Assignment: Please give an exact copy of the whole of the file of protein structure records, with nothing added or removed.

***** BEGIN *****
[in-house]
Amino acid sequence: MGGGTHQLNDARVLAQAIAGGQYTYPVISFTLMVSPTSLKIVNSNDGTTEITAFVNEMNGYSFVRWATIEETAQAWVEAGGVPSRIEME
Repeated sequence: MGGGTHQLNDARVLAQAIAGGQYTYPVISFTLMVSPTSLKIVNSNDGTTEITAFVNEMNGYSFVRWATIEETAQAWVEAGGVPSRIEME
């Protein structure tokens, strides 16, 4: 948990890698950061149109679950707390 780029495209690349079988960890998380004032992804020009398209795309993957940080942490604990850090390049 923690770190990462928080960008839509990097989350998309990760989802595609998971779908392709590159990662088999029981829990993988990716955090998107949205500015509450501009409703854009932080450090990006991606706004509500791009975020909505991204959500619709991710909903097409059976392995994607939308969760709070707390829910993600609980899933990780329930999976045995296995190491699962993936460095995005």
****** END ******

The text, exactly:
[in-house]
Amino acid sequence: MGGGTHQLNDARVLAQAIAGGQYTYPVISFTLMVSPTSLKIVNSNDGTTEITAFVNEMNGYSFVRWATIEETAQAWVEAGGVPSRIEME
Repeated sequence: MGGGTHQLNDARVLAQAIAGGQYTYPVISFTLMVSPTSLKIVNSNDGTTEITAFVNEMNGYSFVRWATIEETAQAWVEAGGVPSRIEME
């Protein structure tokens, strides 16, 4: 948990890698950061149109679950707390 780029495209690349079988960890998380004032992804020009398209795309993957940080942490604990850090390049 923690770190990462928080960008839509990097989350998309990760989802595609998971779908392709590159990662088999029981829990993988990716955090998107949205500015509450501009409703854009932080450090990006991606706004509500791009975020909505991204959500619709991710909903097409059976392995994607939308969760709070707390829910993600609980899933990780329930999976045995296995190491699962993936460095995005």